TRENTON, N.J. (AP) — New Jersey lawmakers are moving ahead with legislation that would make it illegal to operate a drone while drunk.
The legislation cleared an Assembly committee on Monday and is up for a vote in the full Senate on Thursday. Both chambers are controlled by Democrats.
The National Conference on State Legislatures says at least 38 states are considering drone legislation this year. U.S. airspace is exclusively regulated by the Federal Aviation Administration. The FAA already has rules in place barring the drunken operation of drones.
New Jersey’s Department of Environmental Protection issued a rule in 2015 barring drones in state parks, but lawmakers say this legislation would be the first statewide law on drones, if enacted.
Most Read Nation & World Stories
- Colin Powell dies, trailblazing general stained by Iraq
- Moderna vs. Pfizer: Both knockouts, but one seems to have the edge
- Ted Cruz called an Australian vaccine mandate 'tyranny.' Then came the stinging response
- Colin Powell, warrior and statesman, dies of COVID complications
- Sports on TV & radio: Local listings for Seattle games and events
Lawmakers say the changes are aimed at pre-empting local ordinances that might vary.
“Establishing clear guidelines about how they can and cannot be used can help preserve public safety and prevent people from using them as criminal accessories,” said Democratic Assemblyman Vincent Mazzeo, who co-sponsored the legislation.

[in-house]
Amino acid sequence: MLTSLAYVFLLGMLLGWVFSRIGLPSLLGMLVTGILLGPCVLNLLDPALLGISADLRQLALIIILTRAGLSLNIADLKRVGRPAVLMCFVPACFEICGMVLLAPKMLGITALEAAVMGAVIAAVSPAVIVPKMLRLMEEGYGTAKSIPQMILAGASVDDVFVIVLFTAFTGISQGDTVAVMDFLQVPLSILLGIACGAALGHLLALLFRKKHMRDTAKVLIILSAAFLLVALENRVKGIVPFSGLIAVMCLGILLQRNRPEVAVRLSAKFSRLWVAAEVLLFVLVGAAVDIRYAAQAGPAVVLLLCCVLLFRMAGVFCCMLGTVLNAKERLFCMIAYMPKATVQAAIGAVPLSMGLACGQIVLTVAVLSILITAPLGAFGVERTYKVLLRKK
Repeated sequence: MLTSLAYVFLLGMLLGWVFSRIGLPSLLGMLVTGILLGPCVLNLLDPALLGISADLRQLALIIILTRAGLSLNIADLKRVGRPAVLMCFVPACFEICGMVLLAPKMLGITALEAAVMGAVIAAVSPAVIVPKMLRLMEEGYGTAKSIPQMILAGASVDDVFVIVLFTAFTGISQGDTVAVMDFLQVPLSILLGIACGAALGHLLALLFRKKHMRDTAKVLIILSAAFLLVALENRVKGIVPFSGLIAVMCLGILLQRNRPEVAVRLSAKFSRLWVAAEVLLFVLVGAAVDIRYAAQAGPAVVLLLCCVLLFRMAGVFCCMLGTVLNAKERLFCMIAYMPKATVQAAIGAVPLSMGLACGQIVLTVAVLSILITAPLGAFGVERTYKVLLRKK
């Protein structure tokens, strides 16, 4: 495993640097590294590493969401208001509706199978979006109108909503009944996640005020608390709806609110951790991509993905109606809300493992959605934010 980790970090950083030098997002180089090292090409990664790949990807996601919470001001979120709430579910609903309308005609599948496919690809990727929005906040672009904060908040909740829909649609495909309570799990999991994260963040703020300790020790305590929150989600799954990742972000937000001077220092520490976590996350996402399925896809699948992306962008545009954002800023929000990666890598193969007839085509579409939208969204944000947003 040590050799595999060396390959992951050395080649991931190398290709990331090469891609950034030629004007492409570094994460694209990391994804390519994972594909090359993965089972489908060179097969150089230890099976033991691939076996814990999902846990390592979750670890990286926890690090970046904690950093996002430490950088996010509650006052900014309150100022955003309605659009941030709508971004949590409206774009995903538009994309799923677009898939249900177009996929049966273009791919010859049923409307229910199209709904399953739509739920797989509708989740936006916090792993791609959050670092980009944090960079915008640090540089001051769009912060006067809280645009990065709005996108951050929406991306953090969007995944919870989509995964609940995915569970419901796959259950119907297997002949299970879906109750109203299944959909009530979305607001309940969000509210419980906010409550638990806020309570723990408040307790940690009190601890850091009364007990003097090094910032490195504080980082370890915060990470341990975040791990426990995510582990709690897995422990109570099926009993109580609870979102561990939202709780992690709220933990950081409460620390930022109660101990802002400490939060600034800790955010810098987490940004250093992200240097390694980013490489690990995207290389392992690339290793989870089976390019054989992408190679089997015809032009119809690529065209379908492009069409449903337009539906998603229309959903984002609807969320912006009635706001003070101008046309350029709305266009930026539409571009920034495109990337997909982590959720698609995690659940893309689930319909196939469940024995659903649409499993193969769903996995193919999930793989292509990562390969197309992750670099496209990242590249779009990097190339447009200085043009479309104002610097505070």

The bill specifically would make operating a drone under the influence of alcohol a disorderly persons offense, which carries a sentence of up to six months in prison, a $1,000 fine or both. It also would make using a drone to hunt wildlife and endanger people or property a similar offense.
The legislation also bars using drones to endanger safety at correctional facilities a crime as well as interfering with first responders who are engaged in transport.
A number of states, including Illinois, Michigan and Wisconsin, have offered legislation addressing the use of drones near prisons.
Jonathan Rupprecht, an aviation attorney based in Florida, who also writes on drone law said many states are pursuing their own legislation because of a “lack of enforcement” at the federal level. But, he added, legislating can be difficult because there is not much good data available to base new laws on.
Miles Abrams, an executive with Falcon Drones in Bridgewater, New Jersey, said he opposes the legislation because, though it’s well-intentioned, it overreaches. Specifically, he said he’s unsure how enforcement would work and urged lawmakers to considering narrowing the legislation’s scope.
“Make laws that make for good behavior, not good headlines,” he said.
GOP Gov. Chris Christie does not typically weigh in on pending legislation and his office did not immediately respond to a question about the legislation. Democratic Gov.-elect Phil Murphy’s office also did not immediately respond.
Contact Catalini at https://www.twitter.com/mikecatalini